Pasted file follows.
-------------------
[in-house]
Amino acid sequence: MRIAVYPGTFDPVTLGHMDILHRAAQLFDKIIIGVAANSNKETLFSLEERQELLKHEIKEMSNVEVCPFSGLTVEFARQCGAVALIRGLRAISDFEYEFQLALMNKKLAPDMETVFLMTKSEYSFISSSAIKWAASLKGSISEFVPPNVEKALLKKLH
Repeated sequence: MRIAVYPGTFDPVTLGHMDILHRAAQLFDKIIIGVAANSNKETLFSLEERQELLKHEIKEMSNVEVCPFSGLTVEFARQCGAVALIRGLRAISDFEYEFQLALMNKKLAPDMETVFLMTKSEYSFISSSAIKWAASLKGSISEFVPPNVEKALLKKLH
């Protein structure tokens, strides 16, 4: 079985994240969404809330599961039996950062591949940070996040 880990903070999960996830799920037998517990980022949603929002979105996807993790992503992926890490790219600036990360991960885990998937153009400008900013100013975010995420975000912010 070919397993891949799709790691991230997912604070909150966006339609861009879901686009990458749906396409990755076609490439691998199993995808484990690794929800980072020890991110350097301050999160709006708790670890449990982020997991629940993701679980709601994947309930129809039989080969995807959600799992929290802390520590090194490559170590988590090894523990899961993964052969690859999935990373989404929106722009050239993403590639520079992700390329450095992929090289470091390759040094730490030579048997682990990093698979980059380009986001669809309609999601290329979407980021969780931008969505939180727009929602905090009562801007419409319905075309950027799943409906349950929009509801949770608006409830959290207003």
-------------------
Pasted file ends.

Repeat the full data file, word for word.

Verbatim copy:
[in-house]
Amino acid sequence: MRIAVYPGTFDPVTLGHMDILHRAAQLFDKIIIGVAANSNKETLFSLEERQELLKHEIKEMSNVEVCPFSGLTVEFARQCGAVALIRGLRAISDFEYEFQLALMNKKLAPDMETVFLMTKSEYSFISSSAIKWAASLKGSISEFVPPNVEKALLKKLH
Repeated sequence: MRIAVYPGTFDPVTLGHMDILHRAAQLFDKIIIGVAANSNKETLFSLEERQELLKHEIKEMSNVEVCPFSGLTVEFARQCGAVALIRGLRAISDFEYEFQLALMNKKLAPDMETVFLMTKSEYSFISSSAIKWAASLKGSISEFVPPNVEKALLKKLH
């Protein structure tokens, strides 16, 4: 079985994240969404809330599961039996950062591949940070996040 880990903070999960996830799920037998517990980022949603929002979105996807993790992503992926890490790219600036990360991960885990998937153009400008900013100013975010995420975000912010 070919397993891949799709790691991230997912604070909150966006339609861009879901686009990458749906396409990755076609490439691998199993995808484990690794929800980072020890991110350097301050999160709006708790670890449990982020997991629940993701679980709601994947309930129809039989080969995807959600799992929290802390520590090194490559170590988590090894523990899961993964052969690859999935990373989404929106722009050239993403590639520079992700390329450095992929090289470091390759040094730490030579048997682990990093698979980059380009986001669809309609999601290329979407980021969780931008969505939180727009929602905090009562801007419409319905075309950027799943409906349950929009509801949770608006409830959290207003």